May 8, 1970—In retrospect, it seems clear now, the Los Angeles Lakers lost the National Basketball Association (NBA) championship even before the opening jump ball of the seventh and deciding game. They were flattened by the gimpy but heroic captain of the New York Knicks, Willis Reed (pictured), who sent the capacity crowd at Madison Square Garden into ecstasy as he walked gingerly from the locker room onto the court—then brought everyone to their feet by sinking the first two jumpers of the game.
The Knicks won going away, 113-99, for their first NBA title.
If my experience is any indication, the allegiance formed with a team in youth is tenacious enough to endure the worst setbacks. So it has proven with the Knicks, who have not won a championship in 40 years and, more often than not under current owner James Dolan, have been embarrassing.
But the particular magic of the Knicks’ 1970 run lingers with me still. In some ways, the ’73 team, with the addition of Jerry Lucas and Earl Monroe, was better. (See my account of that later squad.)
But the earlier version reversed years of being doormats; they had a compelling storyline, in the form of Reed, in a battle against the odds; and—no small matter—I had to create the scene occurring in the Garden in my own head, since the game was not being shown in real time on network TV.
That’s right, for any youngsters reading this post. In that pre-Magic, pre-Bird, pre-Showbiz era, the NBA looked to maximize every dollar, which meant that, on the channels then generally extant in the New York market, the game was tape-delayed. Without cable (and nobody I knew had it at the time), you were out of luck.
Except that you weren’t if you were listening to radio. There you had the young Marv Albert, toward the start of his career as “The Voice of the Knicks,” catching the aural equivalent of a wave, his voice rising with astonishment to match the roar of the crowd at the preposterous sight before them at shortly after 7:30 pm: “Here comes Willis!”
I was 10 years old that spring. The sports team my family had long rooted for, the New York Yankees, was in the middle of a seemingly endless interregnum between dynasties/ I had formed no significant other franchise attachments until I became enthralled with the team that had reeled off 18 consecutive wins over the winter.
And now, listening to Albert, I might as well have been in the Garden with that crowd as Reed, hoisting up a left-handed jump shot that had already devastated the Lakers when he had been healthy in games 1 through 4, raised the roof in the arena as the ball sank through the net. Then he proceeded to do it again.
I hung on every word of Albert’s as the night wore on, thrusting my fist in the air every time I heard the short word he turned from an affirmation to an exultation: “YES!!!!”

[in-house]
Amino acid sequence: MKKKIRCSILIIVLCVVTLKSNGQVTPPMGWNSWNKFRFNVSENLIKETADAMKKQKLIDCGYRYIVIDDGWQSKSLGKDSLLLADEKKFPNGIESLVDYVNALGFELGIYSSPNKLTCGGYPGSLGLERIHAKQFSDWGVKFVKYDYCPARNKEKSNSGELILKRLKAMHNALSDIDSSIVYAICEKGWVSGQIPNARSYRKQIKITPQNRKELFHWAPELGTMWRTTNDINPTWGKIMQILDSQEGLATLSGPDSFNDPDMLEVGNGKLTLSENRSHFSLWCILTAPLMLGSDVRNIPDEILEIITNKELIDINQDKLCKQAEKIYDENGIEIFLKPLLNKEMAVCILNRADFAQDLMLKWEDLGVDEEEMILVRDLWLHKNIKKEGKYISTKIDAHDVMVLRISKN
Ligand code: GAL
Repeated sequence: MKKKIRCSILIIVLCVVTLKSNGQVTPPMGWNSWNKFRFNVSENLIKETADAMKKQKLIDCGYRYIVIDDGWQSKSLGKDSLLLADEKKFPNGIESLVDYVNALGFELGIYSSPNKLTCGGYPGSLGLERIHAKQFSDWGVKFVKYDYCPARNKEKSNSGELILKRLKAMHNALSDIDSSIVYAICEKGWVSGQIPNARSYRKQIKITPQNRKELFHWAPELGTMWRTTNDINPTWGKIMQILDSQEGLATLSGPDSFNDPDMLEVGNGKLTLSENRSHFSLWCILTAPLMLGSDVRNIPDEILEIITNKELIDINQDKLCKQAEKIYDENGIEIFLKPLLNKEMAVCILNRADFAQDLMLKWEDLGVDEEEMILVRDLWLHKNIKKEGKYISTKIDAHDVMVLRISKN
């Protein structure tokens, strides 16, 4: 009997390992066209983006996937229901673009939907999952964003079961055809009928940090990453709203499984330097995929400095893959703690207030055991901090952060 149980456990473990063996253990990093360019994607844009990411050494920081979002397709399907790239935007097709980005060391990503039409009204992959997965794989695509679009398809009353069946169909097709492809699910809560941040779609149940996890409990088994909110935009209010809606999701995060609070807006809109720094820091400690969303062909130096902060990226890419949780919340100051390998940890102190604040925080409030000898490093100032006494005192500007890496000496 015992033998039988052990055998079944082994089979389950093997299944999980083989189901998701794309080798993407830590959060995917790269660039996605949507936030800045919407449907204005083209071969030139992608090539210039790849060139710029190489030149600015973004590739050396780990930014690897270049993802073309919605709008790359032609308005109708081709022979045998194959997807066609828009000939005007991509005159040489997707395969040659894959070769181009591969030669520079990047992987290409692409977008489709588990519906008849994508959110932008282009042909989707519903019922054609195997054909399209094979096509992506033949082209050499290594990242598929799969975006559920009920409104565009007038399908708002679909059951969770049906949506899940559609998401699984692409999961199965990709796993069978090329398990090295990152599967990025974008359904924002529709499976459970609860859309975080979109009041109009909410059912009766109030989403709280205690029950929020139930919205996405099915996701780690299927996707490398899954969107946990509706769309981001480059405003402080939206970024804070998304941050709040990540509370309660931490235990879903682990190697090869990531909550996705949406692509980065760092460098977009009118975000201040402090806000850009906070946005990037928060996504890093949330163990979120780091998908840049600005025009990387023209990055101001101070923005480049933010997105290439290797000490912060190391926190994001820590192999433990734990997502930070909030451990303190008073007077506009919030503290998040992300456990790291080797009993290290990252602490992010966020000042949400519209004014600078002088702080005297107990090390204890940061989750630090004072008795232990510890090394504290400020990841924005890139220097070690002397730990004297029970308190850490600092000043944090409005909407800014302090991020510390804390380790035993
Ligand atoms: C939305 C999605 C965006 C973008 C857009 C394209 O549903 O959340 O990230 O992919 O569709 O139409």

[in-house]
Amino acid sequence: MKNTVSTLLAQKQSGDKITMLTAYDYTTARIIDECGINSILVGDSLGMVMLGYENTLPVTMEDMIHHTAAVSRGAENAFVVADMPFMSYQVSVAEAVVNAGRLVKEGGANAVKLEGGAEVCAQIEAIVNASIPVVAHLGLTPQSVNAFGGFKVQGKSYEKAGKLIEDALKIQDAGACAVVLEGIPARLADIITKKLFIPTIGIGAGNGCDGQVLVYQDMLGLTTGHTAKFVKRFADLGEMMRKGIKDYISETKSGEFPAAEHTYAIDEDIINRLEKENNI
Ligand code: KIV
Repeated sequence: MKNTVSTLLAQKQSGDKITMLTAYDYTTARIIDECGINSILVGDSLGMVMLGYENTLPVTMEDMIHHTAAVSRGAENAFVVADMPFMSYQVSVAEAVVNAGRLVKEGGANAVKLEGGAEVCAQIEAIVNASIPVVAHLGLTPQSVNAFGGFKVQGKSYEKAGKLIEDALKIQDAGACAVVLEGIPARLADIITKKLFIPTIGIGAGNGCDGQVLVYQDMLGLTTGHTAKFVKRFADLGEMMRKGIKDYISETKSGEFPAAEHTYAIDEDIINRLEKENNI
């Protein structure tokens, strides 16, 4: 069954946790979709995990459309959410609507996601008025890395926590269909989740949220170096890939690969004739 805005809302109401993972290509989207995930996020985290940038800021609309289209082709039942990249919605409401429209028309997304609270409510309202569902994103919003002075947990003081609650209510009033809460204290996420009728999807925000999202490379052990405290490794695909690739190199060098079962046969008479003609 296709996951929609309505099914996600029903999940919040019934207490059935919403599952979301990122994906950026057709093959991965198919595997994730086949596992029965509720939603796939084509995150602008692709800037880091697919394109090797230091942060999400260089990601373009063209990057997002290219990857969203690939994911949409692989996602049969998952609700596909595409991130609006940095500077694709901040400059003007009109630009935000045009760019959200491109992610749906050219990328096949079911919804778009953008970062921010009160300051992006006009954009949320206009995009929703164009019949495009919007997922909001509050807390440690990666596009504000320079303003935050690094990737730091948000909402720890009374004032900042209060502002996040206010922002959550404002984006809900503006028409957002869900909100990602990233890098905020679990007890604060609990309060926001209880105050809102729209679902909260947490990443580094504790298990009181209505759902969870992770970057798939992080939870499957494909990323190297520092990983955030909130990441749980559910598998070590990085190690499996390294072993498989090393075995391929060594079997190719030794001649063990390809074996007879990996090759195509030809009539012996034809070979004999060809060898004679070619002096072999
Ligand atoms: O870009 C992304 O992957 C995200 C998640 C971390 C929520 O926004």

With three future Hall of Famers in the starting five (Wilt Chamberlain, Jerry West and Elgin Baylor) and with Reed out for Game 6, the Lakers had looked ready to take the series. But after the Knicks—who hadn’t even known if Reed would even be able to play—whirled around to see their center, captain and emotional heart, they were a team transformed. "When Willis Reed stepped onto the court, it gave us a 10-foot lift just to have him," recalled Bill Bradley.
Another Knick starter who pointed to the presence of Reed as the deciding factor in Game 7 was Walt Frazier. He was already the coolest cat in town with his fashion flair, but now the Knick guard had the game of his life, with 36 points and 19 assists.
Two other figures, neither of whom donned a uniform in the series—and one of whom had left the team that winter— should be mentioned in connection with the Knicks’ first championship.
The man no longer with the organization was general manager Eddie Donovan, who, in order to be closer to his family, had left the team just a few months before to take on a similar role with the expansion Buffalo Braves. But, in his six years as Knicks GM, Donovan had surely assembled a championship-caliber squad through drafts (Reed, Frazier, Bradley, reserve Phil Jackson) and trades (Dick Barnett and, most significant, power forward Dave DeBusschere, whose presence enabled Reed to move back to his natural position: center).
The other significant figure was coach Red Holzman. It was he who stressed the necessity of moving without the ball, of “hitting the open man,” and, above all else, of the word that would be chanted by the crowd in critical moments: “DE-FENSE!” Holzman emphasized that playing cohesively as a unit would bring success to the Knicks as individuals. Forty years later, after Holzman’s election to the Basketball Hall of Fame, his retirement and death, he remains a standard-bearer for a particular style of coaching, as evidenced by this Huffington Post article on “5 Tips for Building a High Performance Work Team.”